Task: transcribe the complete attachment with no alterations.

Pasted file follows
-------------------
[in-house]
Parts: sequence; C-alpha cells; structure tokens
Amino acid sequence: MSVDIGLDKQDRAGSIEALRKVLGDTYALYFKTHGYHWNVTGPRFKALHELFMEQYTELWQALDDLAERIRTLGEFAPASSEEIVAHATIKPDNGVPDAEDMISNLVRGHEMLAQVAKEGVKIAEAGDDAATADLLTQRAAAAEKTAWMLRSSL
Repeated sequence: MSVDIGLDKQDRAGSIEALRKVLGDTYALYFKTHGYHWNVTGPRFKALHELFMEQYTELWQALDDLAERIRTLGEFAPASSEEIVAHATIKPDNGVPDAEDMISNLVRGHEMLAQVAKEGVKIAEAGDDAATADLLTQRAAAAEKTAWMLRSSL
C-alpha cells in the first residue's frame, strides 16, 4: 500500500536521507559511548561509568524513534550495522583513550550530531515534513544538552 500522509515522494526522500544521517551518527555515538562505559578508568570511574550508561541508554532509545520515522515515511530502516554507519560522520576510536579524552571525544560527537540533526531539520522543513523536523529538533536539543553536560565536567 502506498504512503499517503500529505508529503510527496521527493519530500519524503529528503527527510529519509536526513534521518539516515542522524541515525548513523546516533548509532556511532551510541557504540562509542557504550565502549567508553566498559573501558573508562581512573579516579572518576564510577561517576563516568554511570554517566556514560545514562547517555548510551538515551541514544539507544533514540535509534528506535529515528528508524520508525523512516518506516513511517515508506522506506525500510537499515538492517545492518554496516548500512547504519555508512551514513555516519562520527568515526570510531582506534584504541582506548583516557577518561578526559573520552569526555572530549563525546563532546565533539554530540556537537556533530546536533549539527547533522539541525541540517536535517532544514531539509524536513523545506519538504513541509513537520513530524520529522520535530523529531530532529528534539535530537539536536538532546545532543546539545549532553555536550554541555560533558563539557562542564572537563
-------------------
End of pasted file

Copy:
[in-house]
Parts: sequence; C-alpha cells; structure tokens
Amino acid sequence: MSVDIGLDKQDRAGSIEALRKVLGDTYALYFKTHGYHWNVTGPRFKALHELFMEQYTELWQALDDLAERIRTLGEFAPASSEEIVAHATIKPDNGVPDAEDMISNLVRGHEMLAQVAKEGVKIAEAGDDAATADLLTQRAAAAEKTAWMLRSSL
Repeated sequence: MSVDIGLDKQDRAGSIEALRKVLGDTYALYFKTHGYHWNVTGPRFKALHELFMEQYTELWQALDDLAERIRTLGEFAPASSEEIVAHATIKPDNGVPDAEDMISNLVRGHEMLAQVAKEGVKIAEAGDDAATADLLTQRAAAAEKTAWMLRSSL
C-alpha cells in the first residue's frame, strides 16, 4: 500500500536521507559511548561509568524513534550495522583513550550530531515534513544538552 500522509515522494526522500544521517551518527555515538562505559578508568570511574550508561541508554532509545520515522515515511530502516554507519560522520576510536579524552571525544560527537540533526531539520522543513523536523529538533536539543553536560565536567 502506498504512503499517503500529505508529503510527496521527493519530500519524503529528503527527510529519509536526513534521518539516515542522524541515525548513523546516533548509532556511532551510541557504540562509542557504550565502549567508553566498559573501558573508562581512573579516579572518576564510577561517576563516568554511570554517566556514560545514562547517555548510551538515551541514544539507544533514540535509534528506535529515528528508524520508525523512516518506516513511517515508506522506506525500510537499515538492517545492518554496516548500512547504519555508512551514513555516519562520527568515526570510531582506534584504541582506548583516557577518561578526559573520552569526555572530549563525546563532546565533539554530540556537537556533530546536533549539527547533522539541525541540517536535517532544514531539509524536513523545506519538504513541509513537520513530524520529522520535530523529531530532529528534539535530537539536536538532546545532543546539545549532553555536550554541555560533558563539557562542564572537563